Protecting the nation’s natural and cultural resources and landscapes is essential to sustaining our quality of life and economy. Native fish and wildlife species depend on healthy rivers, streams, wetlands, forests, grasslands and coastal areas in order to thrive. Managing these natural and cultural resources and landscapes, however, has become increasingly complex. Land use changes and impacts such as drought, wildfire, habitat fragmentation, contaminants, pollution, invasive species, disease and a rapidly changing climate can threaten human populations as well as native species and their habitats.
Landscape Conservation Cooperatives (LCCs) are public-private partnerships that recognize these challenges transcend political and jurisdictional boundaries and require a more networked approach to conservation—holistic, collaborative, adaptive and grounded in science to ensure the sustainability of America's land, water, wildlife and cultural resources.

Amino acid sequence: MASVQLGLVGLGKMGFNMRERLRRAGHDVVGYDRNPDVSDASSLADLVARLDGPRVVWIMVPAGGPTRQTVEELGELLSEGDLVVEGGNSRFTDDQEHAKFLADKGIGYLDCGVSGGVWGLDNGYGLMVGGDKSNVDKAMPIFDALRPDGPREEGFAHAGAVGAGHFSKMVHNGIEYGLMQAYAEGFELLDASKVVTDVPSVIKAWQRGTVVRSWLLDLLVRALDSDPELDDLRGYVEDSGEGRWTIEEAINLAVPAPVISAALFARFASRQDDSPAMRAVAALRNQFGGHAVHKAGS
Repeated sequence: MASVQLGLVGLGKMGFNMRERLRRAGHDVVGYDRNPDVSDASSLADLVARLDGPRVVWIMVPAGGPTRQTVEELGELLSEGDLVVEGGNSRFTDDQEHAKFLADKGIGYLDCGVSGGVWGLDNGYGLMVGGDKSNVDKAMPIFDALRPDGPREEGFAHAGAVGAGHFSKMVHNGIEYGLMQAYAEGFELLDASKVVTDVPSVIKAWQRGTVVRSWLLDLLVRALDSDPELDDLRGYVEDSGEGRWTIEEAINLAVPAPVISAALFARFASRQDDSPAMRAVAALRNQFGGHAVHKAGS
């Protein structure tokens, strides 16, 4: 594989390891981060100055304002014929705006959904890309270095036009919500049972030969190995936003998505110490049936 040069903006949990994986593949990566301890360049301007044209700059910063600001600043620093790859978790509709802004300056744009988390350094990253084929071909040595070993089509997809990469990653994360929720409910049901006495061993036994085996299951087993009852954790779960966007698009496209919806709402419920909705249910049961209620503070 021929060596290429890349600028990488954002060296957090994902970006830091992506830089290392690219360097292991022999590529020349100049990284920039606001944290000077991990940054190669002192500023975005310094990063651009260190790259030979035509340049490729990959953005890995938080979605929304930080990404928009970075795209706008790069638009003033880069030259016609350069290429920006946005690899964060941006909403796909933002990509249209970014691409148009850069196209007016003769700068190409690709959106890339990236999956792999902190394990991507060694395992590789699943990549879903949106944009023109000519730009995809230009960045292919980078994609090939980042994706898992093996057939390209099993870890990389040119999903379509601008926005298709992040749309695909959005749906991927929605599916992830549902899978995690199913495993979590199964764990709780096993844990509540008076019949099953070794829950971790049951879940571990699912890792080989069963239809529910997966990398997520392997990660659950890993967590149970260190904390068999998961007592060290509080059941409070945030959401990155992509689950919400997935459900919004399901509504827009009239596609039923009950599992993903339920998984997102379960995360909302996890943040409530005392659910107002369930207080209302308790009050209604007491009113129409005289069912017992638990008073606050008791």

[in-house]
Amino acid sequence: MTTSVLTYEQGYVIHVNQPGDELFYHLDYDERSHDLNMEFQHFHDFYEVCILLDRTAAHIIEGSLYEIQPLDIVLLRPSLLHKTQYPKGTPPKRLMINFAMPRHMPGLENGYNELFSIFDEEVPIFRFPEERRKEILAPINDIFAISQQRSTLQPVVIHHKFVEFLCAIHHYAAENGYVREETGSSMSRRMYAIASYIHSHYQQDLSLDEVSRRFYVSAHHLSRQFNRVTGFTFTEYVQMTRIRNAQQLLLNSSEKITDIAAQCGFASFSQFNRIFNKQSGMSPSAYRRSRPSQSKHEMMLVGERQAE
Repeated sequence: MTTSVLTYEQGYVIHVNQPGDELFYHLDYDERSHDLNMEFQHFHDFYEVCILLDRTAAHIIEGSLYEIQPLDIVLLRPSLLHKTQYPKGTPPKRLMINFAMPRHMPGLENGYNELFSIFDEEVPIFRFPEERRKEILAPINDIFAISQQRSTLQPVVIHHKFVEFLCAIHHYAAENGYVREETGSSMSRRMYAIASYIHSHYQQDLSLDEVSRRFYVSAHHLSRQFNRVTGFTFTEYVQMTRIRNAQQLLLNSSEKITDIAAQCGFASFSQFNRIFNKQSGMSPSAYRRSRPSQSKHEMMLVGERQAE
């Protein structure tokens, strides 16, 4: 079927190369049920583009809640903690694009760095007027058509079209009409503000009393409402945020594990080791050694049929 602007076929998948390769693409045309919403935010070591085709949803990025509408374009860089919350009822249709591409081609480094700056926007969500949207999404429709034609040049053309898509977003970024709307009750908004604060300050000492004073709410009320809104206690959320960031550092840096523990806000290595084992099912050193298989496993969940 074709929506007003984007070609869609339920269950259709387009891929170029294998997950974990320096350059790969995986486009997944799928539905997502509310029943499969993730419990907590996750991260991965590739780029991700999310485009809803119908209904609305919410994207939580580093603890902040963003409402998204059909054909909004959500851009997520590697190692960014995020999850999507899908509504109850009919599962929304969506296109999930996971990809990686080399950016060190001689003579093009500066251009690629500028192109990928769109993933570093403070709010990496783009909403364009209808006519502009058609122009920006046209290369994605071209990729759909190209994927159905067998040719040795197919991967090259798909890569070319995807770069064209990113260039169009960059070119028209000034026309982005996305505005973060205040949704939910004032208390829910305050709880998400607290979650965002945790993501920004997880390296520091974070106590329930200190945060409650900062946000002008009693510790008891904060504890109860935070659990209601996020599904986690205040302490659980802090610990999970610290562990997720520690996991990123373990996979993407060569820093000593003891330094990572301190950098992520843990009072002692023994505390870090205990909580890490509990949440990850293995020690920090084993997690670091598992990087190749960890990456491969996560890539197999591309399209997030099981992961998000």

As a collaborative, LCCs seek to identify best practices, connect efforts, identify gaps, and avoid duplication through improved conservation planning and design. Partner agencies and organizations coordinate with each other while working within their existing authorities and jurisdictions.
The 22 LCCs collectively form a national network of land, water, wildlife, and cultural resource managers, scientists, and interested public and private organizations—within the U.S. and across our international borders—that share a common need for scientific information and interest in conservation.
Regional Resource Management Challenges being addressed by the Southern Rockies Landscape Conservation Cooperative:
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